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Fire-Tongue Sax Rohmer

The Catastrophe

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Through life his word had been his bond, and Nicol Brinn was incapable of compromising with his conscience. But the direct way was barred to him. Nevertheless, no task could appal the inflexible spirit of the man, and he had registered a silent vow that Ormuz Khan should never leave England alive.

Not a soul was astir yet upon the country roads, and sitting down upon a grassy bank, Nicol Brinn lighted one of his black cigars, which in times of stress were his food and drink, upon which if necessary he could carry-on for forty-eight hours upon end.

In connection with his plan for coercing Harley, Ormuz Khan had gone to London by rail on the previous night, departing from Lower Claybury station at about the time that Colonel Lord Wolverham came out of the Cavalry Club to discover his Rolls Royce to be missing. This same Rolls Royce was now a source of some anxiety to Nicol Brinn, for its discovery by a passing labourer in the deserted barn seemed highly probable.

However, he had matters of greater urgency to think about, not the least of these being the necessity of concealing his presence in the neighbourhood of Hillside. Perhaps his Sioux-like face reflected a spirit allied in some respects to that of the once great Indian tribe.

His genius for taking cover, perfected upon many a big-game expedition, enabled him successfully to accomplish the feat; so that, when the limousine, which he had watched go by during the morning, returned shortly after noon, the lack-lustre eyes were peering out through the bushes near the entrance to the drive.

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Instinct told him that the pretty girl with whom Ormuz Khan was deep in conversation could be none other than Phil Abingdon, but the identity of her companion he could not even guess. On the other hand, that this poisonously handsome Hindu, who bent forward so solicitously toward his charming travelling companion, was none other than the dreaded Fire-Tongue, he did not doubt.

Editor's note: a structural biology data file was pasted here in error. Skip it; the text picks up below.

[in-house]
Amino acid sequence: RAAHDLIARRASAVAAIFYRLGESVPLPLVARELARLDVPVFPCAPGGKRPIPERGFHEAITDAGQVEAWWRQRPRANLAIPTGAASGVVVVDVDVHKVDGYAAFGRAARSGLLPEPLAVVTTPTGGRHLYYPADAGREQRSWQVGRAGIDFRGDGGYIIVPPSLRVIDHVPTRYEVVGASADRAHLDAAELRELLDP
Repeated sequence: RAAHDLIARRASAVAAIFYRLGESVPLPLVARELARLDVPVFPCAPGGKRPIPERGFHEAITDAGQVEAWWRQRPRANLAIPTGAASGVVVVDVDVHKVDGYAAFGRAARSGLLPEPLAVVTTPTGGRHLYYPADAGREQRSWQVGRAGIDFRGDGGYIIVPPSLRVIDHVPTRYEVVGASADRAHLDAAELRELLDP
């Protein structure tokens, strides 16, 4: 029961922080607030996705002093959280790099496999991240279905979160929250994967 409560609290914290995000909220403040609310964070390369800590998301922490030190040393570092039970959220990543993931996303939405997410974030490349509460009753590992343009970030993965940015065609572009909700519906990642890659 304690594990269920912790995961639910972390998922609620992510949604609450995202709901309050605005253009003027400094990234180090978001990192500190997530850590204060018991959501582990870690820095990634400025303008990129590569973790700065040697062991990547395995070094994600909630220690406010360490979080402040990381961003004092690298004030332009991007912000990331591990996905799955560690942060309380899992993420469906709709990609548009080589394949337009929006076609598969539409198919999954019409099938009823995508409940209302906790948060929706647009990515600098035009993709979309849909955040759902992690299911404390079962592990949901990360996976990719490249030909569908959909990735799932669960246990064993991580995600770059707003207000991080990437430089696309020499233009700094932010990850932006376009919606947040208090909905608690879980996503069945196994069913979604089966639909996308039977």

He returned to a strategic position which he had discovered during the night. In a measure he was nonplussed. That the presence of the girl was primarily associated with the coercion of Paul Harley, he understood; but might it not portend something even more sinister?

When, later, the limousine departed again, at great risk of detection he ran across a corner of the lawn to peer out into the lane, in order that he might obtain a glimpse of its occupant. This proved to be none other than Phil Abingdon's elderly companion. She had apparently been taken ill, and a dignified Hindu gentleman, wearing gold-rimmed pince-nez, was in attendance.

Nicol Brinn clenched his jaws hard. The girl had fallen into a trap. He turned rapidly, facing the house. Only at one point did the shrubbery approach the wall, but for that point he set out hot foot, passing from bush to bush with Indian cleverness, tense, alert, and cool in despite of his long vigil.

At last he came to the shallow veranda with its four sightless windows backed by fancifully carven screens. He stepped up to the first of these and pressed his ear against the glass.

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